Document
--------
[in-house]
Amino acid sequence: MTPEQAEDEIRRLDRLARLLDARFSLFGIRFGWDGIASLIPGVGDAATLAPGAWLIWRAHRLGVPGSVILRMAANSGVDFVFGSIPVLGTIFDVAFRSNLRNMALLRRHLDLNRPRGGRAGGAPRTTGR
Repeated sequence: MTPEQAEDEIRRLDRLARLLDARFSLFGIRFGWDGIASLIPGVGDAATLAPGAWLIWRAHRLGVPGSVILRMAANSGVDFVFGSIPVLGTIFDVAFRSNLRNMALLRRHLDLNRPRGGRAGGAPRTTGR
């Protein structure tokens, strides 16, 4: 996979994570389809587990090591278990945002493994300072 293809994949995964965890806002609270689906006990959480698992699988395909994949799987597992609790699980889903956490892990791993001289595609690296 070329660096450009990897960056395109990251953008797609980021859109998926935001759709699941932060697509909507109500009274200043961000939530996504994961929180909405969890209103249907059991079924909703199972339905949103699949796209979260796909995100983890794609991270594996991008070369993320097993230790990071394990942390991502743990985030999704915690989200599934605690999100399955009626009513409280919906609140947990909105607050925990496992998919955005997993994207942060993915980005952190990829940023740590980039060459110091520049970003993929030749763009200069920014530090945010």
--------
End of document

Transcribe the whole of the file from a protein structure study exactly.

[in-house]
Amino acid sequence: MTPEQAEDEIRRLDRLARLLDARFSLFGIRFGWDGIASLIPGVGDAATLAPGAWLIWRAHRLGVPGSVILRMAANSGVDFVFGSIPVLGTIFDVAFRSNLRNMALLRRHLDLNRPRGGRAGGAPRTTGR
Repeated sequence: MTPEQAEDEIRRLDRLARLLDARFSLFGIRFGWDGIASLIPGVGDAATLAPGAWLIWRAHRLGVPGSVILRMAANSGVDFVFGSIPVLGTIFDVAFRSNLRNMALLRRHLDLNRPRGGRAGGAPRTTGR
């Protein structure tokens, strides 16, 4: 996979994570389809587990090591278990945002493994300072 293809994949995964965890806002609270689906006990959480698992699988395909994949799987597992609790699980889903956490892990791993001289595609690296 070329660096450009990897960056395109990251953008797609980021859109998926935001759709699941932060697509909507109500009274200043961000939530996504994961929180909405969890209103249907059991079924909703199972339905949103699949796209979260796909995100983890794609991270594996991008070369993320097993230790990071394990942390991502743990985030999704915690989200599934605690999100399955009626009513409280919906609140947990909105607050925990496992998919955005997993994207942060993915980005952190990829940023740590980039060459110091520049970003993929030749763009200069920014530090945010």